Why is open access quickly gaining momentum in India?

Why is open access quickly gaining momentum in India?

Why is open access quickly gaining momentum in India?


Most corporates today strive to source as much of their power as possible from renewable sources, particularly because of global commitments like RE100 gaining traction. While rooftop or onsite solar is a great way to get started, many of our clients don’t have sufficient space within their facilities to install a solar power plant to supply the bulk of their energy requirements.

Open Access (OA) in the power sector is a way wherein consumers with more than 1MW connected load can buy cheap power from the open market. It’s an important measure in bringing healthy competition into the electricity industry. This way, consumers will have access to transmission and distribution (T&D) network to obtain electricity from suppliers in their area rather than just relying on the local distribution company. This promotes regular electricity supply and positively encourages consumers to meet their own Renewable Purchase Obligation (RPO) requirements.


Commercial and Industrial (C&I) customers make up 22% of share of total solar installations in India the capacity adding upto 6.5 GW[1]. When broken down even further, this segment holds about 70% of all rooftop solar installations in the country, adding up to almost 3 GW[2].


India offers Open Access Rights under the Electricity Act 2003, broadly divided into two:

  1. Inter-State Open Access: The purchasers and sellers belong to different states so they have to follow Central Electricity Regulatory Commission (CERC) regulations.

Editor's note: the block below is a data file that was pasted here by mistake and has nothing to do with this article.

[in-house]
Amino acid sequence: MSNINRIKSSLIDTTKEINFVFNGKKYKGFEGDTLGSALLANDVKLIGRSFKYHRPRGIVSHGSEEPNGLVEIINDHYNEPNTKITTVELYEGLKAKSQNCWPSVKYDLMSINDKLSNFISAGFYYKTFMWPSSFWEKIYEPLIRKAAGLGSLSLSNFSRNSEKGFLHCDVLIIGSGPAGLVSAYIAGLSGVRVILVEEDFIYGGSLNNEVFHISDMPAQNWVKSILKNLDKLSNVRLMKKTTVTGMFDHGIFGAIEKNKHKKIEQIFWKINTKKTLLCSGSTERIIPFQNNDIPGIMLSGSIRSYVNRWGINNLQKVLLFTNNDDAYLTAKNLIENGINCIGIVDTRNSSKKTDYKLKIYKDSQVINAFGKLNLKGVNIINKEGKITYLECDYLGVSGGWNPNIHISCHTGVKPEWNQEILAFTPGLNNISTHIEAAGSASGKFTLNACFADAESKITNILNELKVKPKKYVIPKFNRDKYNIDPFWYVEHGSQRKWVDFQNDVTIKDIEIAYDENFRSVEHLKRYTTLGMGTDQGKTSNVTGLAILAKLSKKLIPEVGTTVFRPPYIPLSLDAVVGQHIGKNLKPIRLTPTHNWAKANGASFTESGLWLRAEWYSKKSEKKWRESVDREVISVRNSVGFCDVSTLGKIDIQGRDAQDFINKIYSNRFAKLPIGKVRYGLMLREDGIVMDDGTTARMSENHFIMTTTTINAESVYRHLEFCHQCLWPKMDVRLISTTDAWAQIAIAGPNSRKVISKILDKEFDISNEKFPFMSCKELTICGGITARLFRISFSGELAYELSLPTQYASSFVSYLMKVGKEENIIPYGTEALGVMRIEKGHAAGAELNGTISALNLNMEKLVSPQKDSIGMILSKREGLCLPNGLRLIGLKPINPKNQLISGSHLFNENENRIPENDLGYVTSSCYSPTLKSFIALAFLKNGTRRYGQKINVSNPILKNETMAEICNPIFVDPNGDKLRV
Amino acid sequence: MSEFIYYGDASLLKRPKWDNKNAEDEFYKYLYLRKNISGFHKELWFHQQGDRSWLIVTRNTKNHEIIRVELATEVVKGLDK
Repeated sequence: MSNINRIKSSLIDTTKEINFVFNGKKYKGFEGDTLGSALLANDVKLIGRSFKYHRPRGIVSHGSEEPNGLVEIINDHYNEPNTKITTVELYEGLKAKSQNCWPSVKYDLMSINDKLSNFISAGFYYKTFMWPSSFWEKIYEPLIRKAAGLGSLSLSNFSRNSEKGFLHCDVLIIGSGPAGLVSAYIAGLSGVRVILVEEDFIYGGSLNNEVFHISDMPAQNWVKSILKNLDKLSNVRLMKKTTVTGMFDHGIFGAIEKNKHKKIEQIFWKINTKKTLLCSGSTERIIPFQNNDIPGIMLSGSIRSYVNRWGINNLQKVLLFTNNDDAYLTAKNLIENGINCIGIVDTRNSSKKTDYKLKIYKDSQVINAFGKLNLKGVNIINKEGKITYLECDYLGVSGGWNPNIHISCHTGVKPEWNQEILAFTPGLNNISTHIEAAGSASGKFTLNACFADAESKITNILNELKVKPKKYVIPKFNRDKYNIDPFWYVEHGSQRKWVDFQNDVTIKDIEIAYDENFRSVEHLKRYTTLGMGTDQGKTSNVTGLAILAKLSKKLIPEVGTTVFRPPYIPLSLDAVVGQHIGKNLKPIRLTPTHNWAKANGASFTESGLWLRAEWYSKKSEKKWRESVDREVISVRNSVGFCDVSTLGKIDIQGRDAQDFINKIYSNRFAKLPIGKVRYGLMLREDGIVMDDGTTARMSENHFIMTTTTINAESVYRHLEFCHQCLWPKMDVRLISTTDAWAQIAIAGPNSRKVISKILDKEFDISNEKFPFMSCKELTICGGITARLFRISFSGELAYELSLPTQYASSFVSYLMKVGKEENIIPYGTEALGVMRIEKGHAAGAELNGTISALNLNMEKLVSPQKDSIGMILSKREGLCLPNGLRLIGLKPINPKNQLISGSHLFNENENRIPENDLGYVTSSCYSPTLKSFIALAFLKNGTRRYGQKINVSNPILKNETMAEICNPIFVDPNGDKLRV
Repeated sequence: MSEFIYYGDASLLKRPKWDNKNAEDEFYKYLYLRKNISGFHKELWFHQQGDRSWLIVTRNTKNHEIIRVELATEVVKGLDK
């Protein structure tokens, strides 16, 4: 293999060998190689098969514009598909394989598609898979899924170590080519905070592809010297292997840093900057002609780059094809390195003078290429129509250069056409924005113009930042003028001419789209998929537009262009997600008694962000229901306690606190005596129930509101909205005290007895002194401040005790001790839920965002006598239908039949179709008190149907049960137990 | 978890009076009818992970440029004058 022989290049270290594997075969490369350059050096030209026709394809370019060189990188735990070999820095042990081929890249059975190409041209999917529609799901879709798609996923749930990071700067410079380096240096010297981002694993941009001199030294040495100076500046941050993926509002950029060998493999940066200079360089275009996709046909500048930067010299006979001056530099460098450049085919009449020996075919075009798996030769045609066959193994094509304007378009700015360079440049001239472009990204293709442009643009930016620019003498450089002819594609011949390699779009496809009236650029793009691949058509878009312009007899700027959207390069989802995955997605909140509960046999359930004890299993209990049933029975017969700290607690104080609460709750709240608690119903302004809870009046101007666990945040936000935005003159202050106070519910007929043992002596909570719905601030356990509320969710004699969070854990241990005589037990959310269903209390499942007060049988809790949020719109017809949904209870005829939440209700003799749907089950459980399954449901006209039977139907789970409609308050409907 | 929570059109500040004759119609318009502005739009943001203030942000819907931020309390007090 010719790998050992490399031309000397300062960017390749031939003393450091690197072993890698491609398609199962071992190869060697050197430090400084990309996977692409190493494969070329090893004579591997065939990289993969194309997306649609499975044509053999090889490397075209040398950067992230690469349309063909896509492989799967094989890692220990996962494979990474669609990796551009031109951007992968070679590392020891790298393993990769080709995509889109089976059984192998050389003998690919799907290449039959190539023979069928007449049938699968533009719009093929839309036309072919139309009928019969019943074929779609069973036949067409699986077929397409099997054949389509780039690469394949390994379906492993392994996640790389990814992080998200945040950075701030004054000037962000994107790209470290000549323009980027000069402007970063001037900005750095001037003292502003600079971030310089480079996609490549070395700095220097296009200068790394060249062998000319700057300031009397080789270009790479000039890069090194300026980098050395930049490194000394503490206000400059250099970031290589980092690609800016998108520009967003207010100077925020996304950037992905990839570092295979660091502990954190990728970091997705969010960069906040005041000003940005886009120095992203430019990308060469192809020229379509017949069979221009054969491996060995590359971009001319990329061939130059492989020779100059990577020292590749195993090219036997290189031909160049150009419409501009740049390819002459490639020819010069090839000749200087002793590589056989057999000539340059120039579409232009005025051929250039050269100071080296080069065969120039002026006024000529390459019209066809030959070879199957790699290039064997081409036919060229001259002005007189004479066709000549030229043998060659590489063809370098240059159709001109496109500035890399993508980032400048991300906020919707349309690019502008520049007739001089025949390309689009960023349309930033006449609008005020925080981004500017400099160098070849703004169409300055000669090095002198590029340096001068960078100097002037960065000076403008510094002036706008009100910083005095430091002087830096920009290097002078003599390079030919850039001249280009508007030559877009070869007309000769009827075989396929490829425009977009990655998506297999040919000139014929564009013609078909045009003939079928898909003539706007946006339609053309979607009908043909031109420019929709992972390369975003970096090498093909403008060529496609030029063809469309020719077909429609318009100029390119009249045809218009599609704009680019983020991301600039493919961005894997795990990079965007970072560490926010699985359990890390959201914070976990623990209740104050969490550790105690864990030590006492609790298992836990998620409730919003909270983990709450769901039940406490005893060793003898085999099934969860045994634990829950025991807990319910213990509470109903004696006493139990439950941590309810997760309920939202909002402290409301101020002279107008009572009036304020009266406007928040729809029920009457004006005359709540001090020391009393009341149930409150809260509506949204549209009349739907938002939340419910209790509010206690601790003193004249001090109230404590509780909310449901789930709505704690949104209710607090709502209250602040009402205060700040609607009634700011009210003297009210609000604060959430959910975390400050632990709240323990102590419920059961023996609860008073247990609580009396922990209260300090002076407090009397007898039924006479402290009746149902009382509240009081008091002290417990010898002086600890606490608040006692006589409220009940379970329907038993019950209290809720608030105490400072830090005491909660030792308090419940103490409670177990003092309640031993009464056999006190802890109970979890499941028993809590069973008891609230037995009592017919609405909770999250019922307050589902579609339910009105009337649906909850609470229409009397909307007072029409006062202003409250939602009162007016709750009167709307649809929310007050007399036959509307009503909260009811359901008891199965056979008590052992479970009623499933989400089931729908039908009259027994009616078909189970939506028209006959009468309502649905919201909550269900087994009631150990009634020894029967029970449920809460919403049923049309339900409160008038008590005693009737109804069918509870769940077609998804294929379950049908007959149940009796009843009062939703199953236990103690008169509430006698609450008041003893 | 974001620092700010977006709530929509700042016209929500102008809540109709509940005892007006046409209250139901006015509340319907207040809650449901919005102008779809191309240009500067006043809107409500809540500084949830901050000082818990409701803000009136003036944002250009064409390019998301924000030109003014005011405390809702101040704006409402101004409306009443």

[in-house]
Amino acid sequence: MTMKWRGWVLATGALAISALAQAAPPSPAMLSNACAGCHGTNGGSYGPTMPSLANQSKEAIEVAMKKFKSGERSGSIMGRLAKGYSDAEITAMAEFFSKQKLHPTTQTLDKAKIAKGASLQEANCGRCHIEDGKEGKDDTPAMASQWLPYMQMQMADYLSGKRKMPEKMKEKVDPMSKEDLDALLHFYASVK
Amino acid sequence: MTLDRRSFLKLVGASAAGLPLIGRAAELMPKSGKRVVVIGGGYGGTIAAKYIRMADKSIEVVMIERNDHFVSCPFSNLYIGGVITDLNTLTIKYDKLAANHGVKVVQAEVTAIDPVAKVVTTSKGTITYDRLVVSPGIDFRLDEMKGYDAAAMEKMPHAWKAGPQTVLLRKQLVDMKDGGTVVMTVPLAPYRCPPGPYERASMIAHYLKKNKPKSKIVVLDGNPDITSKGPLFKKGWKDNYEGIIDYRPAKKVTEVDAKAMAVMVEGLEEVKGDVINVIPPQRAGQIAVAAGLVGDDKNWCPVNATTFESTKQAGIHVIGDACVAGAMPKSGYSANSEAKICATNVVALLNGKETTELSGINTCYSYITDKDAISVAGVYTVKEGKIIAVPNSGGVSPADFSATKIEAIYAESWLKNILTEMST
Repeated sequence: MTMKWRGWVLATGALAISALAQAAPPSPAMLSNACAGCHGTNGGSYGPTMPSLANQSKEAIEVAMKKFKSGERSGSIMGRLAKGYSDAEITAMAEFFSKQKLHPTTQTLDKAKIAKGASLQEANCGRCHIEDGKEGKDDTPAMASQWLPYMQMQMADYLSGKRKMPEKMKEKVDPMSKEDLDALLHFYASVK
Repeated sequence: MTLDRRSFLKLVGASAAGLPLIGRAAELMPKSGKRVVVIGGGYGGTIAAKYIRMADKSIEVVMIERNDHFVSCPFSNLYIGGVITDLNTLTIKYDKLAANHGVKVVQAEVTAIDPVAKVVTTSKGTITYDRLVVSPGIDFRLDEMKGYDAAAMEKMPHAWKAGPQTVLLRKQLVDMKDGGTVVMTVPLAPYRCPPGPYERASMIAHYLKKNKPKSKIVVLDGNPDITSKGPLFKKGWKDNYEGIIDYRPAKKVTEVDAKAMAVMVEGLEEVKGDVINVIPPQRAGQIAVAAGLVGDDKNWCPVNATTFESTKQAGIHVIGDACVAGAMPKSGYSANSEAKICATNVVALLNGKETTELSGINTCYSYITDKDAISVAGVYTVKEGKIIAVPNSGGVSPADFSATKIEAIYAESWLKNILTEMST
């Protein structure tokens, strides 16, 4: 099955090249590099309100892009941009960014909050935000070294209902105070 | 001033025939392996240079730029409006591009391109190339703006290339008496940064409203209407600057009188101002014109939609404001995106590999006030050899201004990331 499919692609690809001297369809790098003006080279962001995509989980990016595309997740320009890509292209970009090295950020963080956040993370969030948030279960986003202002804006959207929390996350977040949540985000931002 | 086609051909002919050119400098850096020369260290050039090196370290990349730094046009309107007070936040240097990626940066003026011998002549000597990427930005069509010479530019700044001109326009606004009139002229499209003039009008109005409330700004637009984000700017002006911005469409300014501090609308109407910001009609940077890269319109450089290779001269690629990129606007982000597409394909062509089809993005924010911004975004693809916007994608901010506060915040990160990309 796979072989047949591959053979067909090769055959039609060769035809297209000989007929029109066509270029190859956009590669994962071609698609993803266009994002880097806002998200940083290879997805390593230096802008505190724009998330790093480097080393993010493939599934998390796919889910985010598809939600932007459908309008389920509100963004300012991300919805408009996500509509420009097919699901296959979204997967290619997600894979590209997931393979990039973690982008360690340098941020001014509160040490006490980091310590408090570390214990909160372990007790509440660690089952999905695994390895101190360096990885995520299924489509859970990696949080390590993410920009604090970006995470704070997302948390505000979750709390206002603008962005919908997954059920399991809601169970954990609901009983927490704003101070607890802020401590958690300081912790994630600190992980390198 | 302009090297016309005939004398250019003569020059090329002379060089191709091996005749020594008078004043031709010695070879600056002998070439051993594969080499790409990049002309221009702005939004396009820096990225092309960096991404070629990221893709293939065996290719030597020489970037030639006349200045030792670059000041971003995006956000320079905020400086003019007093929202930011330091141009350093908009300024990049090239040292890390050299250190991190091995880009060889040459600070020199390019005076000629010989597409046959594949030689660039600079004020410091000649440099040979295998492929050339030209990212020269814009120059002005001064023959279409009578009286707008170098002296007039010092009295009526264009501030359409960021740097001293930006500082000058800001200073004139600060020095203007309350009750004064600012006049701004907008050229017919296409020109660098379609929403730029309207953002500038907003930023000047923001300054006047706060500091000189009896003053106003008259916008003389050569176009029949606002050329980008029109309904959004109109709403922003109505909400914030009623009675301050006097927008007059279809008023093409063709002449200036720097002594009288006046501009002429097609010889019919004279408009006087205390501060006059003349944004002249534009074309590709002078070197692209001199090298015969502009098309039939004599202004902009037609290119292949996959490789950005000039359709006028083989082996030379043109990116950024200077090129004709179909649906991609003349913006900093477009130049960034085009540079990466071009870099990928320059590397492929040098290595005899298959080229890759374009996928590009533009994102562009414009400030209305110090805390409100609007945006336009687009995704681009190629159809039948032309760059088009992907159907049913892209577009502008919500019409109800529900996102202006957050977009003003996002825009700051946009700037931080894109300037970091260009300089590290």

2. Intra-State Open Access: Here, the purchasers and sellers are in the same state hence the name - ‘intra’. They must State Electricity Regulatory Commission (SERC) regulations.


Each of the above two can be divided based on the length of the contract:

  1. ‘Short Term’ i.e. for less than a month period,
  2. ‘Medium Term’ i.e. for 3 months to 3 years period, and
  3. ‘Long Term’ i.e. for twelve to twenty-five years period.

Open Access Transactions can be broadly divided into three types:

  1. Captive
  2. Group-captive 
  3. Third-party sale


Simply put, the Captive OA transactions occur when a consumer sets up a plant within their site (or at another’s site), and then uses the T&D network to transport power for their consumption.

Group Captive OA transactions are described by developer firms coming together and investing in the OA project with usually 30% equity (with investments making up 26% of the equity) and 70% debt.


In third-party sales, as the name suggests, a third part is involved. The consumer does not own the power plant; the transaction is conducted via a power purchase or bilateral agreement between the generator and consumer.

As of FY2019, nearly 85% of OA transaction[3] took place through the group captive mechanism. This was primarily due to the increasing cross-subsidy surcharge, a key component of open-access charges that is waived off for captive/group captive consumers.


The aforementioned third-party sale model is gaining traction. However, approvals, from DISCOMs (local distribution companies), for OA projects remain large hurdles as the C&I segment is the biggest contributor to DISCOM revenue. Any shift towards other sources of power will lead to a loss for DISCOMs. Large C&I’s loads are usually greater than 1MW and totally account for a whopping 50% of total electricity consumption in India[4]. There’s no way around it, the C&I segment needs cheaper power. OA is an attractive way to reach this goal, especially when you take into account the fact that renewable energy tariffs lie in the range of INR 3 per unit. This leads to savings on grid power, but also complies with international regulations and mandates aimed towards reducing carbon emissions.   




[1] JMK Research

[2] JMK Research

[3] CEF (CEEW)

[4] CEF (CEEW)

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